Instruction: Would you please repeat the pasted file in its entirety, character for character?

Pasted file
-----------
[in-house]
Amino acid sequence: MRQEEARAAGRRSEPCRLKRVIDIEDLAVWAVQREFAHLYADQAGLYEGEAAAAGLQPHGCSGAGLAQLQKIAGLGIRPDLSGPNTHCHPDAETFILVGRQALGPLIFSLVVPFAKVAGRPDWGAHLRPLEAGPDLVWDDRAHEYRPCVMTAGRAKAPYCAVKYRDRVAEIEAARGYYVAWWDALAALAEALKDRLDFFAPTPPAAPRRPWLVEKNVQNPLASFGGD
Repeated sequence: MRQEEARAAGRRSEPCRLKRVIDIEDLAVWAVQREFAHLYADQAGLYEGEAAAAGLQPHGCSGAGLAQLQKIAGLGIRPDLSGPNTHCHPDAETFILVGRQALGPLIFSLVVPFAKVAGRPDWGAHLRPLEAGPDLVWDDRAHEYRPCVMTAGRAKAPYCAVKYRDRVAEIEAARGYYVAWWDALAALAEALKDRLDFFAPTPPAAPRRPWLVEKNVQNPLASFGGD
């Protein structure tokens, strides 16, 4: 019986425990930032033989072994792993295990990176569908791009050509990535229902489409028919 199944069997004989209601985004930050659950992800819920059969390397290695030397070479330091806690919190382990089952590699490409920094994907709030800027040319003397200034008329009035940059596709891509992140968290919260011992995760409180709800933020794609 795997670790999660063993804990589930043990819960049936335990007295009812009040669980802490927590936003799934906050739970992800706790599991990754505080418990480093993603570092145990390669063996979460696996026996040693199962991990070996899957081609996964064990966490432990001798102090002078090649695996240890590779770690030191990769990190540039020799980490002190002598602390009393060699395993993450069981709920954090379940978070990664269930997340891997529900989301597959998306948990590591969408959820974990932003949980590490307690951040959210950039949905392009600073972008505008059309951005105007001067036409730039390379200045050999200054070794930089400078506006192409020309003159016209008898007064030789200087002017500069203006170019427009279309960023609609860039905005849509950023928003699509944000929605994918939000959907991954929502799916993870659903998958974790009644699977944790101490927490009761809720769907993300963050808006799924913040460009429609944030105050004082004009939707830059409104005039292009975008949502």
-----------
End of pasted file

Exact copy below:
[in-house]
Amino acid sequence: MRQEEARAAGRRSEPCRLKRVIDIEDLAVWAVQREFAHLYADQAGLYEGEAAAAGLQPHGCSGAGLAQLQKIAGLGIRPDLSGPNTHCHPDAETFILVGRQALGPLIFSLVVPFAKVAGRPDWGAHLRPLEAGPDLVWDDRAHEYRPCVMTAGRAKAPYCAVKYRDRVAEIEAARGYYVAWWDALAALAEALKDRLDFFAPTPPAAPRRPWLVEKNVQNPLASFGGD
Repeated sequence: MRQEEARAAGRRSEPCRLKRVIDIEDLAVWAVQREFAHLYADQAGLYEGEAAAAGLQPHGCSGAGLAQLQKIAGLGIRPDLSGPNTHCHPDAETFILVGRQALGPLIFSLVVPFAKVAGRPDWGAHLRPLEAGPDLVWDDRAHEYRPCVMTAGRAKAPYCAVKYRDRVAEIEAARGYYVAWWDALAALAEALKDRLDFFAPTPPAAPRRPWLVEKNVQNPLASFGGD
């Protein structure tokens, strides 16, 4: 019986425990930032033989072994792993295990990176569908791009050509990535229902489409028919 199944069997004989209601985004930050659950992800819920059969390397290695030397070479330091806690919190382990089952590699490409920094994907709030800027040319003397200034008329009035940059596709891509992140968290919260011992995760409180709800933020794609 795997670790999660063993804990589930043990819960049936335990007295009812009040669980802490927590936003799934906050739970992800706790599991990754505080418990480093993603570092145990390669063996979460696996026996040693199962991990070996899957081609996964064990966490432990001798102090002078090649695996240890590779770690030191990769990190540039020799980490002190002598602390009393060699395993993450069981709920954090379940978070990664269930997340891997529900989301597959998306948990590591969408959820974990932003949980590490307690951040959210950039949905392009600073972008505008059309951005105007001067036409730039390379200045050999200054070794930089400078506006192409020309003159016209008898007064030789200087002017500069203006170019427009279309960023609609860039905005849509950023928003699509944000929605994918939000959907991954929502799916993870659903998958974790009644699977944790101490927490009761809720769907993300963050808006799924913040460009429609944030105050004082004009939707830059409104005039292009975008949502």